Industry watchers at an upbeat AAPEX trade show in Las Vegas in November called for continued automotive aftermarket growth in 2016.
Both David Portalatin of NPD Group and Mark Seng of IHS Automotive noted strong aftermarket growth in 2015, and predicted more of the same next year.
Portalatin started out his annual “Aftermarket Outlook” presentation by asking attendees how many had a better year in 2015 than in 2014.
Mark Seng of IHS Automotive
“Yeah. How ’bout that?” he said. “Wasn’t that nice for a change? 2015 turned out to be pretty darn good.”
He said the combination of increased miles driven and strong retail price increases in a wide assortment of automotive products have put 2015 on track for 4.4% growth over 2014.
The forecast for 2016 is a 2.7% increase.
Looking at a number of market trends, he told the room of mostly jobbers, “I think there are some interesting things going on that are definitely going to create opportunity for you guys to grow your business in 2016.”
Seng, the global aftermarket practice leader for IHS Automotive (formerly Polk) agreed with that assessment, starting his presentation on “Five Key Trends” by saying, “There are some really great trends for the automotive aftermarket.”
The five trends he identified were 1) light vehicle sales nearing record levels in the U.S.; 2) continuing vehicle mix shifts as consumer preferences change; 3) an evolving aftermarket repair “sweet spot” as average vehicle age continues to grow; 4) growing OEM reliance on global “mega-platforms”; and 5) accelerating vehicle complexity as we move ever closer to autonomous vehicles on the road.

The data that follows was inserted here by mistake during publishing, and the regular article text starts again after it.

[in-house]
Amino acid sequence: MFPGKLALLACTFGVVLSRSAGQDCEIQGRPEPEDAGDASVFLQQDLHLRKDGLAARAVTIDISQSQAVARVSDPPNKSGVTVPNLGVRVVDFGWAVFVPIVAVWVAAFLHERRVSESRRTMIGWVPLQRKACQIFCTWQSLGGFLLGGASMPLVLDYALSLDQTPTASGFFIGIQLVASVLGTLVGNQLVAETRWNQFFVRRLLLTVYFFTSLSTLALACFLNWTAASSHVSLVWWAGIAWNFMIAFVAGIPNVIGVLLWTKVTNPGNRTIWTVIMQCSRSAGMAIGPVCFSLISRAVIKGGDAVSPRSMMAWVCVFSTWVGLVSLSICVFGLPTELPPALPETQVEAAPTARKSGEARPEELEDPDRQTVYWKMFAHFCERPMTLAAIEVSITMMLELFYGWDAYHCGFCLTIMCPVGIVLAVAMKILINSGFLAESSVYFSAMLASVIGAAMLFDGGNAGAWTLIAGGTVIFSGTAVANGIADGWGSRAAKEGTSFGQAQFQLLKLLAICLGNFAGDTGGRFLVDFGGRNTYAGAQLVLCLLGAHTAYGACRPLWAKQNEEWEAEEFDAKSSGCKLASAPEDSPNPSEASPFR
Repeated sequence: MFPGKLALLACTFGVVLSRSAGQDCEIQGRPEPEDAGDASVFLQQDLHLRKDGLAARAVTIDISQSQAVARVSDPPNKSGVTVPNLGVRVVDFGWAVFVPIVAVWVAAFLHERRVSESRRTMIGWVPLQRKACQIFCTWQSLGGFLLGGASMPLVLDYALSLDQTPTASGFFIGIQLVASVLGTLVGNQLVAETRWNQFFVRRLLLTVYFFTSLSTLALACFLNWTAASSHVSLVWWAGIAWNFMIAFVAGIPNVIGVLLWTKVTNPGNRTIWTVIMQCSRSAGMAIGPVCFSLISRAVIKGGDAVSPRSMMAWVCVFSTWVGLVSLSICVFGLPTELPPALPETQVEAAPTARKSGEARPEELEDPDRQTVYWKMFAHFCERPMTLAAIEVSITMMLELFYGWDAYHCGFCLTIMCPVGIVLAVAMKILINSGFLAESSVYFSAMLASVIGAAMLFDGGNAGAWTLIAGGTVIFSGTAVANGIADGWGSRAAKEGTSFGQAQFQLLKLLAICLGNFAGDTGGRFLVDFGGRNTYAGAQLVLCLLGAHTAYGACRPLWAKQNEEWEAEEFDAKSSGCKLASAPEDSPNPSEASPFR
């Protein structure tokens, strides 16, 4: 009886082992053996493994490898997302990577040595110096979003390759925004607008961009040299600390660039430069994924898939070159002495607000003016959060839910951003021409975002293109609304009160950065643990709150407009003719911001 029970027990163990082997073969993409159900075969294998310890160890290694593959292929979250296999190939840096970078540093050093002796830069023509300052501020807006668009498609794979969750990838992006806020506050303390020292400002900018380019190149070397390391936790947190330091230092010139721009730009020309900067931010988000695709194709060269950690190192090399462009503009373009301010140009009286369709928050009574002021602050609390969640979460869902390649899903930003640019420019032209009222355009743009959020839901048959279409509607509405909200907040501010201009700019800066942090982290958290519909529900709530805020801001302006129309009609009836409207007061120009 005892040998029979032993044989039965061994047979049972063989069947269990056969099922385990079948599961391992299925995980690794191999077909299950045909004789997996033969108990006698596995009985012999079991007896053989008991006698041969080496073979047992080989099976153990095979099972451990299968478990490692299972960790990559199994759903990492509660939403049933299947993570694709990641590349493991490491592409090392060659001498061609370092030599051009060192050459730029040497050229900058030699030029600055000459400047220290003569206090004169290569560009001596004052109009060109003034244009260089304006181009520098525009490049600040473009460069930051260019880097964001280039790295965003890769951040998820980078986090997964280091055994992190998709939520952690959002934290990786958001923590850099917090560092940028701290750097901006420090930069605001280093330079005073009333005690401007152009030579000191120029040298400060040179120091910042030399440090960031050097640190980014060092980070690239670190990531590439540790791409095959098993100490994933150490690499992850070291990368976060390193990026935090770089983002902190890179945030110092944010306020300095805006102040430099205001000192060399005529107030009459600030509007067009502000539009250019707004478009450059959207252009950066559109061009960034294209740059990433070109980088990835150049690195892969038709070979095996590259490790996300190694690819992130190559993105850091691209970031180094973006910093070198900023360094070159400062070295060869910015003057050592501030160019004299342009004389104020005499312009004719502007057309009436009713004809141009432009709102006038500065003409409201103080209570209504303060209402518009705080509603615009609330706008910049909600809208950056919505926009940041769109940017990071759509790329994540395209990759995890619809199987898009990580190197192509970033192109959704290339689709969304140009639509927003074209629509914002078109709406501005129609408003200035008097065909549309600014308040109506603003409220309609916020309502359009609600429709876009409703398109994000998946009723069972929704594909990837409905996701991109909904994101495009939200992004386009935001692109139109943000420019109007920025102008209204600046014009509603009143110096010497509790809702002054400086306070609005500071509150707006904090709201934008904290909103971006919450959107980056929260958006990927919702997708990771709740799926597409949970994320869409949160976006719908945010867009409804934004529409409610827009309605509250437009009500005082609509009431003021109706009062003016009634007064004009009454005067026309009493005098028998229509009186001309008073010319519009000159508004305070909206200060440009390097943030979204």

Seng said strong light vehicle sales – expected to break 17 million units this year for the first time in 10 years – do not pose a threat to the aftermarket.
“Think of it as your business pipeline,” he said. “Any time you’re adding vehicles to the fleet, that’s more opportunities for repair going forward. So it’s a great trend.”
The forecast peak is new-car sales is expected to be 2017, with about 18.2 million units sold.
It is evidence, he said, that the U.S. recovery is increasingly driven by “wants” rather than “needs.”
Compact utility vehicles (CUV) are expected to dominate growth in the U.S. over the next few years. Similarly, consumers are expected to show strong preference for compact vehicles and imports.
As the average age of the U.S. fleet increases – it now stands at 11.5 years – independent automotive repair shops may start seeing much older cars than they’re used to seeing, he said.
“I think we have to look at the sweet spot differently. We’ve been defining it the same way for 20 or 30 years,” he said. “I think we’ll see more of our repairs from older vehicles. In my view, this trend is a great one for the independent aftermarket.”
He said rapid evolution in global automotive production poses some interesting challenges to the aftermarket. At the very least, it will require a dedication to training and research to stay on top of technological trends.
“We have to adapt to a whole new environment. It gives us a chance to do what we do best in the aftermarket, and that’s adapt and innovate and come up with new ways to serve this new generation of vehicles,” he said.
The trends bring opportunities as well as challenges.
“The key is understanding what’s coming, knowing that it is coming and getting ready to react to it,” he said. “If you do that you’re going to be successful going forward.”
The annual Automotive Aftermarket Parts Expo (AAPEX) show and the related Specialty Equipment Manufacturers Association (SEMA) show drew well over 100,000 automotive professionals from all over the world.